The Forum performs new single "When Did Everything Fade?" live in the studio
Getting older, moving away, and growing apart has the Gainesville, indie band asking, when did everything fade? Their new single encompasses the hardships the band has encountered in transitioning from adolescence into adulthood. It'll have you crying and vibing at the same time.
The Forum, comprised of Michael Higgins (vocals), Jacob Farrell (bass), Nick Wheeler (guitar), and Ethan Klohr (drums) joined us in the GHQ studio for an interview with our own Rachel Willis, as well as a heartfelt, exclusive, acoustic performance.
Shot and edited by Brittany Lewis.
"When Did Everything Fade?" was dropped as a double single along with "Wounds." You can listen to both tunes on Spotify, and follow the band on Instagram and Twitter.
No Southern Accent Performs New Single Live in Studio
The local a cappella group No Southern Accent dropped their third studio album, Permanent Address, in October. They stopped by the GHQ studio shortly after its release to perform the song “Home” live on air for us. We also interviewed the president, Maddie Crowley, and the communications director/arranger, Myles Lopez.
Moby Rich talks evolution from Open Mic to Main Stage
Moby Rich is changing the world of pop, one self-deprecating joke at a time. The songwriting-producing duo was recently signed to Universal's Republic Records, and are now smack-dab in the middle of their US tour.
GHQ's Allison Barkdull and Fede Psevoznik sat down with them earlier this week to talk their songwriting process, their beginnings, and their musical and meme inspirations. Check out the interview in full below!
Quality Control Music's Layton Greene Talks Struggle and Success
At 20 years old, Layton Greene has seen more than her fair share of adversity. Today, she’s converted that struggle into success. Greene is one of the newest signees to Quality Control Music, the Atlanta-based label behind Migos, Lil Baby and Lil Yachty. The Illinois native is the first R&B artist to the label and has since dropped her first EP, “Tell Ya Story,” in September. Greene opens up about her childhood hardships, success on social media and reactions to being signed to QC during her interview with GHQ’s Angel Kennedy.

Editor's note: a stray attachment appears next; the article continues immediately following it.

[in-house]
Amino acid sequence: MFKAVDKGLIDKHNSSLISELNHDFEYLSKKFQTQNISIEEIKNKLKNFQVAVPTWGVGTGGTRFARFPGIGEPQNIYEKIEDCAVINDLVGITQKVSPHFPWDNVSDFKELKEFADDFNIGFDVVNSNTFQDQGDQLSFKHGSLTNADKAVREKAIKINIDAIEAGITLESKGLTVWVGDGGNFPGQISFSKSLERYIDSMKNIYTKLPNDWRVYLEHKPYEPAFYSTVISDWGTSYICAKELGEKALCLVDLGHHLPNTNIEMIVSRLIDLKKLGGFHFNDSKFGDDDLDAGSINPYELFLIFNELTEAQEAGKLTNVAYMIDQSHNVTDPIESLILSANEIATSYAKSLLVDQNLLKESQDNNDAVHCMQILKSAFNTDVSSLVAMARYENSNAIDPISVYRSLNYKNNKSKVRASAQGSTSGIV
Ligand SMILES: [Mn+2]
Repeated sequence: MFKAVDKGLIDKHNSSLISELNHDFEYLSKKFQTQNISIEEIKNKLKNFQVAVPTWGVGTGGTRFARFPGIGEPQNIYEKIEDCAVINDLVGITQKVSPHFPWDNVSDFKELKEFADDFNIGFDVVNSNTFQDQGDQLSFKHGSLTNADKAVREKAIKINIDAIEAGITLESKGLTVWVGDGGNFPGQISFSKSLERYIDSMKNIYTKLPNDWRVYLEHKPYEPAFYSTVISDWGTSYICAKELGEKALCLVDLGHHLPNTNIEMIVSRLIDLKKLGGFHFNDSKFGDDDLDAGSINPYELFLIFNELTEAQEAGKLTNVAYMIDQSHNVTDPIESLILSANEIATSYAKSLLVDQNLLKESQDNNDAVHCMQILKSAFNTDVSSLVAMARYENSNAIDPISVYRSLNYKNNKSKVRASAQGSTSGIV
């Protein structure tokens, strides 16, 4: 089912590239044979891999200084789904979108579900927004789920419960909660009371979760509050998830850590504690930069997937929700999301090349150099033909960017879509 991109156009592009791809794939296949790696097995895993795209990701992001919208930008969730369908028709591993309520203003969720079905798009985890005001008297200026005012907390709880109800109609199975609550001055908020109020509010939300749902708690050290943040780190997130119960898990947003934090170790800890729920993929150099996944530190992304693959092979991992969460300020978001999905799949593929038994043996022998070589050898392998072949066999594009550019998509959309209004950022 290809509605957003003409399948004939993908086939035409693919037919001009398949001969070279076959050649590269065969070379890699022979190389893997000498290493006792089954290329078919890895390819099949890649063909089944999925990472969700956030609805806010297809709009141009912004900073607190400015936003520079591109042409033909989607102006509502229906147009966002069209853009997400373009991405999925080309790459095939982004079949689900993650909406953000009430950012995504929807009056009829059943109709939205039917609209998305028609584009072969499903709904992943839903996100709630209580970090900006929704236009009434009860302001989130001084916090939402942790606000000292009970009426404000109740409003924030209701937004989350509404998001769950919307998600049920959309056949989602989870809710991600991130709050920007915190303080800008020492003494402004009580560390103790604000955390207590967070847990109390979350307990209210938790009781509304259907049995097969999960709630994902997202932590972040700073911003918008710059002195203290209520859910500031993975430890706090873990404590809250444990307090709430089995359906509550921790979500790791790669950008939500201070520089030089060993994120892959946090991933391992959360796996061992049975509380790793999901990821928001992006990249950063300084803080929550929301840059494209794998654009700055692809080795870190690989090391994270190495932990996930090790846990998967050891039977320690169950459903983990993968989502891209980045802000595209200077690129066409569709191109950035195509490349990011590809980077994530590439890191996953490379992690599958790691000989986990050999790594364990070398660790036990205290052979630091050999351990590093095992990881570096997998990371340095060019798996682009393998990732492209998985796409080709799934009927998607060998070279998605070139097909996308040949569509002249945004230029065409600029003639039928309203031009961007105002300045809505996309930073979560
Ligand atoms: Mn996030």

Post Malone's Voodoo Festival Performance
POSTY POSTY POSTY... The chants of the crowd kept on for minutes as Voodoo Festival goers awaited Post Malone’s set in City Park, New Orleans. Everyone from college students, high school kids, and married couples ran forward to greet Posty and get close to the action on stage. The crowd of friends who had been attending this three-day festival were chanting as the clock turned 7:30 pm.
Phones raised up to greet Post Malone taking the stage in fiery red plaid pants, a slew of face tats, and an accompaniment by flashing lights and fireworks. The crowds came to see a rockstar and Post did not disappoint. His hit songs were many and he started his set with the song “Wow.” The bass rocked the little swampy festival and the people in the crowd were up and moving or video taping the moment because it was so unforgettable.
Posty, in the tried and true rockstar fashion, admitted while on stage that he had just got done playing beer pong. He requested that everyone sing as loud as they could to help him with remembering the lyrics to his acoustic set -- it was heartfelt, especially after he had finished chugging whatever was in his blue plastic cup.
I, as your friendly GHQ reporter, found myself choking up to the sincerity in Post’s songs he sang. Post knew how to groove and the crowd followed; strangers were moving together to his beat. Post hit high highs and sentimental lows in his set; he reminded me of the band the Eagles a bit. His rock rocked, practically setting the stage on fire, but when Post wanted to talk about something like the love his fans give him or if he wanted to sing about it, then he laid down easy listening with a peaceful feel.